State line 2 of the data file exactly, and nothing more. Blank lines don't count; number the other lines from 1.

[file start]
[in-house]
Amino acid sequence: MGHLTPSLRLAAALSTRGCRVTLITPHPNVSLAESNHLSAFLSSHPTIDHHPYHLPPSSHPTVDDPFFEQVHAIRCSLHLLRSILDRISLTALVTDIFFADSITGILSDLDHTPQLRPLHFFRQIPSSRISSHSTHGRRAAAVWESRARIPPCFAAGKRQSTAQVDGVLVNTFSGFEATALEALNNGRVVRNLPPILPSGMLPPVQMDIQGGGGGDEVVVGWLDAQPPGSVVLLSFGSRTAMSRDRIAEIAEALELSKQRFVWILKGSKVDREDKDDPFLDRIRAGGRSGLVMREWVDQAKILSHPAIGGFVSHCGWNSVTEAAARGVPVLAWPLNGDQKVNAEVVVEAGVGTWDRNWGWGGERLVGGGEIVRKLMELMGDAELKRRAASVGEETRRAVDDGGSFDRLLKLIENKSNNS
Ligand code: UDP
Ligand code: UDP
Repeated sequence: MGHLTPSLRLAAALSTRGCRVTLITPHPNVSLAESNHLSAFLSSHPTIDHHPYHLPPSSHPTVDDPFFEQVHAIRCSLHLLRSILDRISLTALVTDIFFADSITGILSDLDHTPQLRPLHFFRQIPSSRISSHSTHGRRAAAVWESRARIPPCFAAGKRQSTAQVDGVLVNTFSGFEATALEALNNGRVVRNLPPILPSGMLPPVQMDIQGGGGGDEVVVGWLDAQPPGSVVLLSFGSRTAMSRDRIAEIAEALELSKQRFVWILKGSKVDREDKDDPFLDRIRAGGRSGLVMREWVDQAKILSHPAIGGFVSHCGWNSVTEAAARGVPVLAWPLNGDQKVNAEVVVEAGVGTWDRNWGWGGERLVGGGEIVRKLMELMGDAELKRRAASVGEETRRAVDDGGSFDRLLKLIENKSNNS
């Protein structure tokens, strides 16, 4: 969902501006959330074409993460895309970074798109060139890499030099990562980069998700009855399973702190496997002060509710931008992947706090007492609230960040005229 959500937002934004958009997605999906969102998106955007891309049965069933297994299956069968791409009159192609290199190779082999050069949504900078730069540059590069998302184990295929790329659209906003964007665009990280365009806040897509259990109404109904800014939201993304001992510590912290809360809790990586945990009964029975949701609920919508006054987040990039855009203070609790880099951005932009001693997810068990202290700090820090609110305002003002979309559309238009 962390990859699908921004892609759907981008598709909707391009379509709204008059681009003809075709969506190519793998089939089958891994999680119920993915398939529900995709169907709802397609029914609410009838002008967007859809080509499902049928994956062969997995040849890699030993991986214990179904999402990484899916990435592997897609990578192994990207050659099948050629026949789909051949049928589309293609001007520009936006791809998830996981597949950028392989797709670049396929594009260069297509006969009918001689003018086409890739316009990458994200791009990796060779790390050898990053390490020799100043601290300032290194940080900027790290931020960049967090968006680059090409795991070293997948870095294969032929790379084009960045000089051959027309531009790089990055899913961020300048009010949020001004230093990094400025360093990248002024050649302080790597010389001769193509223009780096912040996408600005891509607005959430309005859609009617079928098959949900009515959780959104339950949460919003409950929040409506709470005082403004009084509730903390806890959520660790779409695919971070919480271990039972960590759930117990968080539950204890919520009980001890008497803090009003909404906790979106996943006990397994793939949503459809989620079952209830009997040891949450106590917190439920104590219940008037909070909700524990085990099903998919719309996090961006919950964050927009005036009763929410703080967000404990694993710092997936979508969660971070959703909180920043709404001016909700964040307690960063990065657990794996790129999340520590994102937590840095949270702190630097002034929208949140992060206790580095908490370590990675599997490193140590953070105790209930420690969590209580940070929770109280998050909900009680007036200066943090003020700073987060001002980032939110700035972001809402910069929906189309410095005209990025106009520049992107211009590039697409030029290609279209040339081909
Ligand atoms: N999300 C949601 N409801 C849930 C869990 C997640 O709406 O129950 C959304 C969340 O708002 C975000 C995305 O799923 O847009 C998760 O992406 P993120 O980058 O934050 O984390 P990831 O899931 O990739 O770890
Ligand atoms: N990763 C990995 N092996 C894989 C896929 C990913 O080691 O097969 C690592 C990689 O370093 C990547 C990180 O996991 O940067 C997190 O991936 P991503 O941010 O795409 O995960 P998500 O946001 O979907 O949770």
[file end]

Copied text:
Amino acid sequence: MGHLTPSLRLAAALSTRGCRVTLITPHPNVSLAESNHLSAFLSSHPTIDHHPYHLPPSSHPTVDDPFFEQVHAIRCSLHLLRSILDRISLTALVTDIFFADSITGILSDLDHTPQLRPLHFFRQIPSSRISSHSTHGRRAAAVWESRARIPPCFAAGKRQSTAQVDGVLVNTFSGFEATALEALNNGRVVRNLPPILPSGMLPPVQMDIQGGGGGDEVVVGWLDAQPPGSVVLLSFGSRTAMSRDRIAEIAEALELSKQRFVWILKGSKVDREDKDDPFLDRIRAGGRSGLVMREWVDQAKILSHPAIGGFVSHCGWNSVTEAAARGVPVLAWPLNGDQKVNAEVVVEAGVGTWDRNWGWGGERLVGGGEIVRKLMELMGDAELKRRAASVGEETRRAVDDGGSFDRLLKLIENKSNNS